Estimates vs. Diagnostics

“Do you give free estimates?”


This question is put to us almost on a daily basis.  Whenever it is asked, rather than being able to give a direct “yes” or “no” answer, we first have to clarify what the asking party means by the word “estimates”.  To us, an estimate is simply a calculation for the price of a particular service.  To many callers, however, the word “estimates” is synonymous with “diagnostics.”  So when a person asks if we give free estimates, he or she is often really asking if we will diagnose a problem for free.


So, to be clear: yes, we give free estimates.  NO, we do not give free diagnostics.  Estimates and diagnostics are two different things.


If you want an estimate for a particular service (for example, a timing belt replacement), we will be glad to calculate that figure for you.  Of course, this requires having the proper vehicle information, since year, make, model, engine size, and numerous other particulars about a vehicle can affect an estimate (please see a previous note about the cost of an oil change, particularly the Honda Civic with three engine options, each requiring a different oil, and therefore costing a different amount).  Given the necessary vehicle information, we can certainly do the research and calculations to provide you with an estimate for a particular service in which you are interested.


However, if your vehicle has a problem that could have one of a dozen different causes, it will first need to be diagnosed.  For instance, a starting problem could be any of the following: battery, alternator, fuses, wiring, fuel pump, spark plugs, ignition coils, water in gasoline causing icing, carbon buildup in the fuel injection system, neutral safety switch, throttle position sensor in clear flood mode (not allowing for fuel injector operation), dirty or faulty mass air flow sensor, ignition switch, ignition tumbler, starter, brake switch (not enabling ignition function), starter relay, computer failure (there are many on newer vehicles!), communication errors between computers, temperature sensor overrides from overheating, etc.  The list goes on and on.  If you have a suspicion as to what you think might be causing a problem, and want an estimate on that particular cause so you can budget for it, we can certainly provide you with an estimate for that.  However, that may not be the actual cause, and the problem will still require a diagnostic before a repair can be performed.  Otherwise, parts would be replaced that don’t need replacing.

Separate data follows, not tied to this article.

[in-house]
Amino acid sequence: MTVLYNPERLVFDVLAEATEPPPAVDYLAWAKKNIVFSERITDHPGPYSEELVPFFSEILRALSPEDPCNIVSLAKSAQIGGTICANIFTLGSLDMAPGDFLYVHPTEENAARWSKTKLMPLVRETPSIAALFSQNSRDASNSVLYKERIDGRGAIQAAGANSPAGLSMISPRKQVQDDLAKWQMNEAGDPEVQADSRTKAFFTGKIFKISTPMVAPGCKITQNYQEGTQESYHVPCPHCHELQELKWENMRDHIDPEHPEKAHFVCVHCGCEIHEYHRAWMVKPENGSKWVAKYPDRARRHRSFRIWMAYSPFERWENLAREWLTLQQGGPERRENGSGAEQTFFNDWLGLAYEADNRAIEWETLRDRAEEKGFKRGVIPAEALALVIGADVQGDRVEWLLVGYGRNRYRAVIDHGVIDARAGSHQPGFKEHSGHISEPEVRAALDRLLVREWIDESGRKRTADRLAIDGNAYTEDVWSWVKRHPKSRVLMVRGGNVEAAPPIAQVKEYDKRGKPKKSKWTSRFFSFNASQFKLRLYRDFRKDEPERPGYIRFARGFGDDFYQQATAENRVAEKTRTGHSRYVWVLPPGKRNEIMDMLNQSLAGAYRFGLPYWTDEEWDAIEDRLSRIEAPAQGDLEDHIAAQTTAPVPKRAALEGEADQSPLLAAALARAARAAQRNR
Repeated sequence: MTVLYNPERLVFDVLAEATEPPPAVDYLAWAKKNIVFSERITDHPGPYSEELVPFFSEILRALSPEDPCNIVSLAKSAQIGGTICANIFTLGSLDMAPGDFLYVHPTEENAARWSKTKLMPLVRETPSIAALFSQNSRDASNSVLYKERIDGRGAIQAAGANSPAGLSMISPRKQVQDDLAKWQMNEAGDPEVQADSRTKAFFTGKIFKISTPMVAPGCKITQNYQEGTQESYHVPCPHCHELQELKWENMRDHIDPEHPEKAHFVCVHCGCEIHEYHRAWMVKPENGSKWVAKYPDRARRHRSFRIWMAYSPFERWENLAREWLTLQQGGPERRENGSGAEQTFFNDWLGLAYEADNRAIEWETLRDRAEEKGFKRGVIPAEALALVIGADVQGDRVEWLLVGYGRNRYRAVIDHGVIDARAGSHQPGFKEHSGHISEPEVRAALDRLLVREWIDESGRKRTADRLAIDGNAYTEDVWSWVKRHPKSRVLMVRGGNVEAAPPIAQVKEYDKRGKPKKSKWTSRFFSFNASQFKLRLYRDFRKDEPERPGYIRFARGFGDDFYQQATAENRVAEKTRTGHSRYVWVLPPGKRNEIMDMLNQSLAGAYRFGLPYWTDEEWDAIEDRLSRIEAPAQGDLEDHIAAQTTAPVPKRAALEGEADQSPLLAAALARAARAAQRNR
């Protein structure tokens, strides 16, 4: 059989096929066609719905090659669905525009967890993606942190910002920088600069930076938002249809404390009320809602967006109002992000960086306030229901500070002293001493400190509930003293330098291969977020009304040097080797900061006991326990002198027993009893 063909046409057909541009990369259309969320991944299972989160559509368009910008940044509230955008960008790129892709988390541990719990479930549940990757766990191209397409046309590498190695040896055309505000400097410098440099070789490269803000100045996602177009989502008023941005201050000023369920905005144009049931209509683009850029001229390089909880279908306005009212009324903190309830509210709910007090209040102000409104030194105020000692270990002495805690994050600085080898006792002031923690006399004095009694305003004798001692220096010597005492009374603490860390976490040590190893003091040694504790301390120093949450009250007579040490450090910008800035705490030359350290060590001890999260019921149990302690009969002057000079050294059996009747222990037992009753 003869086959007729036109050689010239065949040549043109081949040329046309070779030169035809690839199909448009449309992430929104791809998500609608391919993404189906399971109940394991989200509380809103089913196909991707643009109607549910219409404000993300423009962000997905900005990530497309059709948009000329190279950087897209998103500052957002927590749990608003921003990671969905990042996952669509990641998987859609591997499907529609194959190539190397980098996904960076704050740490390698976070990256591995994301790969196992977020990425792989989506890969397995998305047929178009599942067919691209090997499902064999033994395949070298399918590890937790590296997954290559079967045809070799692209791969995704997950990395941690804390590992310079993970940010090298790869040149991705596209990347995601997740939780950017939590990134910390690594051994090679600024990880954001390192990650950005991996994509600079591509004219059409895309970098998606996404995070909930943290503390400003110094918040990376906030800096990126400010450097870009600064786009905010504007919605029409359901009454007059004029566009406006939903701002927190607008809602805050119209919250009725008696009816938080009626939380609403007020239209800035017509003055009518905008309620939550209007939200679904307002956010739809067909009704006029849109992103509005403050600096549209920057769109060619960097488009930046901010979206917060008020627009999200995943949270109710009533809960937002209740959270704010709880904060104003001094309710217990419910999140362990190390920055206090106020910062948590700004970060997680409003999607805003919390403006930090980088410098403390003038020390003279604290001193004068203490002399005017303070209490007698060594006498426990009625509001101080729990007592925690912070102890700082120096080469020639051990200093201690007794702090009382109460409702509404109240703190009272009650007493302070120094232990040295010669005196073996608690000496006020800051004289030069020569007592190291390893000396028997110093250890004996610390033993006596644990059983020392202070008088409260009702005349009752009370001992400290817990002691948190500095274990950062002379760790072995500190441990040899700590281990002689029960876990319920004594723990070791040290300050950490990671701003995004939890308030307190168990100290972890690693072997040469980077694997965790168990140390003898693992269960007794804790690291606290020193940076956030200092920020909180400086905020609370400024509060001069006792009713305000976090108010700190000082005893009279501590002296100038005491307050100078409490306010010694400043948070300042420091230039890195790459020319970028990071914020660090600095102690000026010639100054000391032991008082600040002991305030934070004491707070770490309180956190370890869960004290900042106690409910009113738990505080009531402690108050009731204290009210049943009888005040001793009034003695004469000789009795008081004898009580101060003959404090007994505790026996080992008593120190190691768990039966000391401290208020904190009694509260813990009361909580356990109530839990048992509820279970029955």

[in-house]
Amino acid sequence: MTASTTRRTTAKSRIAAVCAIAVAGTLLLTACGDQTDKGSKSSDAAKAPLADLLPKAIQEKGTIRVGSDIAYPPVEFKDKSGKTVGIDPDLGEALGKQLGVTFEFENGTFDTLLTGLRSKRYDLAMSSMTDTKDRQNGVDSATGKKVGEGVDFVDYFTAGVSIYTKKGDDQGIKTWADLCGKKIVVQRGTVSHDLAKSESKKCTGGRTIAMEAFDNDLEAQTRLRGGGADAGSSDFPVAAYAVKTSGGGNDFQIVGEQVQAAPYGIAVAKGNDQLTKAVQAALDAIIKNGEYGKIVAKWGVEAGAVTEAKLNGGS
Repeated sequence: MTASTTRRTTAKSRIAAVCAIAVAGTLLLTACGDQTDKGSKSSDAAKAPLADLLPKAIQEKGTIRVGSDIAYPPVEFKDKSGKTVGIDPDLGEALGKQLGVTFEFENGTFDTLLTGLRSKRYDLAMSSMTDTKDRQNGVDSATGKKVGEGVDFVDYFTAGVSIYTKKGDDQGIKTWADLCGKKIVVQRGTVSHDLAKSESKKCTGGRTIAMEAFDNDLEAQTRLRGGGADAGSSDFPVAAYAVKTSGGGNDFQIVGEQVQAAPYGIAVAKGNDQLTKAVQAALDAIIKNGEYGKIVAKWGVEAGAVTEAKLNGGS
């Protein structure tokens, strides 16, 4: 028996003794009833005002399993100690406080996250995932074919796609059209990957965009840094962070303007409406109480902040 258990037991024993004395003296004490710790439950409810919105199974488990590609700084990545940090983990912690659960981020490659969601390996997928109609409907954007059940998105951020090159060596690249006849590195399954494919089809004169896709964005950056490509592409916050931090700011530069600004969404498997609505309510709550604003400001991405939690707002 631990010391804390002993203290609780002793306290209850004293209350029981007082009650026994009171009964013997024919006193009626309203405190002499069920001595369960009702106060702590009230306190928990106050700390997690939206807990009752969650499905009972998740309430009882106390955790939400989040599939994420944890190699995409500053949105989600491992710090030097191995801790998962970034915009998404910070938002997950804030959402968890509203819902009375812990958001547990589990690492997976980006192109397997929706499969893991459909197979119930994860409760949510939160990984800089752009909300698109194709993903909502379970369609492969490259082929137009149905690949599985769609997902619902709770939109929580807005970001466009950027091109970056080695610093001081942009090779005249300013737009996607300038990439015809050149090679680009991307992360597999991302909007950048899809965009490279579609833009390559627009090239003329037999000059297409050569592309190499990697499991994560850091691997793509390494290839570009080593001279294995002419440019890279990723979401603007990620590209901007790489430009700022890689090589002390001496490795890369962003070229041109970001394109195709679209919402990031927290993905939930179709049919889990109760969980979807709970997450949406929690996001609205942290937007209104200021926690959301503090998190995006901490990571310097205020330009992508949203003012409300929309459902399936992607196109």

The analogy is a bit overused in the industry, but we often compare properly trained automotive technicians to properly trained doctors.  Doctors, although having numerous ailments to diagnose, have just two models to work with: male and female.  Automotive technicians also have numerous ailments to diagnose, however they also have a numerous and annually-growing number of models to work with.  As quickly as automotive technology is progressing (and you can thank the manufacturers and the United States government for that technology), technicians are constantly having to keep up with new and changing systems.  It’s no longer a simple “adjust the carburetor and you’re back on the road” kind of industry.  Computer technology is complicating EVERYTHING having to do with automotive systems, and the ability to diagnose and repair these systems requires extensive training and experience.


When you bring a vehicle in to a repair shop for a diagnosis, you are relying on the technician’s training and experience in order to diagnose the problem.  That training and experience costs money, therefore a shop charges for diagnostics, just like a doctor (with all his or her extensive training and experience) charges for office visits.  The more computerized vehicles become, the more training is required to properly diagnose and repair the ever-growing list of issues a vehicle can have.  Back in the good ol’ days, the majority of shop time was spent repairing, since diagnosing wasn’t nearly so involved as it is now.  These days, the majority of shop time is spent diagnosing, and once diagnosed, the repair is usually relatively straightforward.  The times have changed, and technology along with it, and we are constantly having to learn and adapt to the trend of the industry.  Not to mention, the more computers that get put into a vehicle, the more of a rats’ nest there is to untangle.  Some German models have upwards of 120 computers on board, all constantly reading systems and communicating with one another, so when one goes down or picks up a problem, trying to trace the source of the problem can get very involved!.  Then throw in hybrid technology and it becomes even worse!


Cars are not what they used to be.  They’re certainly more comfortable, more fun to drive, and have a lot more neat features than they used to (heated seats, navigational systems, traction control, etc).  Keep adding features, though, and more problems can arise, and more diagnostics are required.  So when you have a problem, keep in mind that a diagnostic will have to take place to properly trace the source (or sources) of a problem before it can be estimated and repaired.  And yes, there will be a charge for that diagnostic process.


But if you just want an estimate?  Give us a call.  We’ll be happy to assist you.